Wordplay and food play combine as an artist and a food critic explore edibles well beyond peanut butter and jelly.
Actually, jelly (or jam) does put in a couple of appearances—notably toward the end, following Stein’s observation that some eggs become chickens and some become breakfast. Before that though, he answers variations on the titular question, such as: “Can I eat… / …a potato? / …a tomato? / …a tornado?!” No, not a tornado, but “tonnato, a sauce from Italy made with tuna,” and likewise “tournedos” and also “tostada.” Interspersed with general foolery (“If there is…ketchup / is there…ketchdown?”), he goes on to solve the mysteries of pickles, eggplant, and chicken fingers, then closes with a rollicking illustrated list of “Can I Eat?” posers: “pineapple / pinecone / telephone / panettone / pony / cannoli,” etc., on the final page. Aside from one scene of human hands of diverse gender and skin color reaching for said pickles, Rothman focuses on edibles and tableware, and though the individual ingredients in the tostada, the jellyfish platter, and the bowl of uni donburi are hard to distinguish, in general her cleanly drawn and colored meats, veggies, and condiments are both easily recognizable and yummy looking.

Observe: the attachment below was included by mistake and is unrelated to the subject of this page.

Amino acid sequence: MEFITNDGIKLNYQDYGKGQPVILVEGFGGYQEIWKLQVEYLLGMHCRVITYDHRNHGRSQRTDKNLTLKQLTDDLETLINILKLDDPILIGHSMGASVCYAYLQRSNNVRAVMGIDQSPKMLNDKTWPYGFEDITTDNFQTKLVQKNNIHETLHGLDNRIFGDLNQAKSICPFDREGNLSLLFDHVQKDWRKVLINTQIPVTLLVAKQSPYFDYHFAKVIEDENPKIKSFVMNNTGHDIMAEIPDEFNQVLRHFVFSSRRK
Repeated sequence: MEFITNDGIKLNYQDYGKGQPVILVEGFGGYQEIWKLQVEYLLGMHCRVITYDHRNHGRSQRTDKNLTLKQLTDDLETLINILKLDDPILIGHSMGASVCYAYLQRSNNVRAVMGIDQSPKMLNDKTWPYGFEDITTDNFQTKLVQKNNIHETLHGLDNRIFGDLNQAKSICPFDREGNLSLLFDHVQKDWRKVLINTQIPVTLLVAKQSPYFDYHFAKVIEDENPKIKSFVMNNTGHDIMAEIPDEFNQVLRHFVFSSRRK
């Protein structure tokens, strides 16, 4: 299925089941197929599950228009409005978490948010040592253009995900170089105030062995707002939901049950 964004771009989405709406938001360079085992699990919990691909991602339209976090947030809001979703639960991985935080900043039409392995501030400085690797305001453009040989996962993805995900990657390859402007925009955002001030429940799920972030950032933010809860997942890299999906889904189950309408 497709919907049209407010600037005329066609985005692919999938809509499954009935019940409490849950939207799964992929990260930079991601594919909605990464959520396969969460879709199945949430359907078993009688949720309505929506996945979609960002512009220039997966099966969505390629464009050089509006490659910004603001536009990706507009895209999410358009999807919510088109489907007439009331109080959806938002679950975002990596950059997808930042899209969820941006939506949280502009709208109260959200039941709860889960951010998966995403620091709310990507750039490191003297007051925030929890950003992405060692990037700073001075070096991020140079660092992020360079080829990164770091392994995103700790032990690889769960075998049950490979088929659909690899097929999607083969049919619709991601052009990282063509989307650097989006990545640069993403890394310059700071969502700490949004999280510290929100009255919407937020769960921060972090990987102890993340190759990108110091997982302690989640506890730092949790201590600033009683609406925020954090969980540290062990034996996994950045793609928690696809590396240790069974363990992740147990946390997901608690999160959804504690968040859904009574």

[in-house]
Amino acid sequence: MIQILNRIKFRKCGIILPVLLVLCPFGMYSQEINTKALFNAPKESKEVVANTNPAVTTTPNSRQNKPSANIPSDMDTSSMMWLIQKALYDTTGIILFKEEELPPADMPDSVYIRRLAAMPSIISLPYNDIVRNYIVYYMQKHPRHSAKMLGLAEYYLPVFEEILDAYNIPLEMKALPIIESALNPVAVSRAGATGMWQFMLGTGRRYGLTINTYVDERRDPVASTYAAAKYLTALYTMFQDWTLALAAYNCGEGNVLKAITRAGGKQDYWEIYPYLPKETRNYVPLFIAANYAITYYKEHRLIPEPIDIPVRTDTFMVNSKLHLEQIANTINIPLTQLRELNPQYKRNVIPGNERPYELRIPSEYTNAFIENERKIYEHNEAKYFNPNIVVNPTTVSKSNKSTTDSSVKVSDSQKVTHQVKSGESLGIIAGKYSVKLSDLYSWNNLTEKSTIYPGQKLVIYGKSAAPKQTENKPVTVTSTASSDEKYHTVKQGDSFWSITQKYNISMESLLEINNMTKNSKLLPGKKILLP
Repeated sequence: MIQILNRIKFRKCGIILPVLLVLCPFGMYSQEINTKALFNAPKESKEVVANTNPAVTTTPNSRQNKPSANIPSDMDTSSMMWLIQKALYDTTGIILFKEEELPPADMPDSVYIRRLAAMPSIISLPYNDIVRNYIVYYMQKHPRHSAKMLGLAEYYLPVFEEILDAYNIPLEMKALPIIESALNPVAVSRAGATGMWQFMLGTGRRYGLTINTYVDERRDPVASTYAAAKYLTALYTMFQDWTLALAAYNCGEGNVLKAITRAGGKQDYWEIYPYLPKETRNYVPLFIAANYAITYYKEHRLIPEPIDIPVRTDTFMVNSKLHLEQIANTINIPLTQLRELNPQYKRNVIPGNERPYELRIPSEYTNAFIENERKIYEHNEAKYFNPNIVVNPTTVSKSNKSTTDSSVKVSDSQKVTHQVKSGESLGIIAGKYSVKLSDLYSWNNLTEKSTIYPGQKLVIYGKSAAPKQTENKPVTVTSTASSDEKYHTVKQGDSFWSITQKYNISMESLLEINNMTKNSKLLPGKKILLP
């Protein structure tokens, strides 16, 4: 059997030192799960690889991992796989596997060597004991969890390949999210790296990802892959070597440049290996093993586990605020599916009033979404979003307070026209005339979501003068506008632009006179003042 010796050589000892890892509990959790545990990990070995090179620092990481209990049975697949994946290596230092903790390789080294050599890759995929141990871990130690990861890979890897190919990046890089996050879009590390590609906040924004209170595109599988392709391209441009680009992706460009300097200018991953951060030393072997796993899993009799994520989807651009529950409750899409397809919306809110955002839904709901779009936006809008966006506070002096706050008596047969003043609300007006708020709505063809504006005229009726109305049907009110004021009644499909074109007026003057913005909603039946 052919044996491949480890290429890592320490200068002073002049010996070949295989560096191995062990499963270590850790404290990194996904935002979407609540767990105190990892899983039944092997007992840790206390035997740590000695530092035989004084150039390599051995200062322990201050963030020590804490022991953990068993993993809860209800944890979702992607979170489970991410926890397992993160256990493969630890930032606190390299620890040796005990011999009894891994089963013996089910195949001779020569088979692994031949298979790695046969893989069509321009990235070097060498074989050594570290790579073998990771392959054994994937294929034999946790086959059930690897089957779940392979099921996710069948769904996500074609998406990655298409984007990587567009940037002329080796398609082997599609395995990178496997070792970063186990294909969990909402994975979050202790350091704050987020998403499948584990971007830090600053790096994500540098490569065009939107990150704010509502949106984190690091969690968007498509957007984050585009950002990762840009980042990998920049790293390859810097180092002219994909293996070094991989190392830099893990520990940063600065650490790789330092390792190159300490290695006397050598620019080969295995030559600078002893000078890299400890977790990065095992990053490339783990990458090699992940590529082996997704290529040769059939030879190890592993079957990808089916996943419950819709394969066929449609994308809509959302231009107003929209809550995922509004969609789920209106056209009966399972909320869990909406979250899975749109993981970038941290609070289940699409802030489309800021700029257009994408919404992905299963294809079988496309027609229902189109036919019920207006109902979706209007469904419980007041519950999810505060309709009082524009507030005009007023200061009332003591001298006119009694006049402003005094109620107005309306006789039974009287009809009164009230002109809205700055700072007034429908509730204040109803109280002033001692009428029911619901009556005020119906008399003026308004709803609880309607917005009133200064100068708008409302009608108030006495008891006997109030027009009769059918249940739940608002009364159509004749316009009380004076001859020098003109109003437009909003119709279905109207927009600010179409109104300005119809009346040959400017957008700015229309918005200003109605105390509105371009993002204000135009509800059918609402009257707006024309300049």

Tempting fare for venturesome children, with a few tidbits for hipster parents who spend more time in restaurants than kitchens or farmers markets. (Informational picture book. 5-7)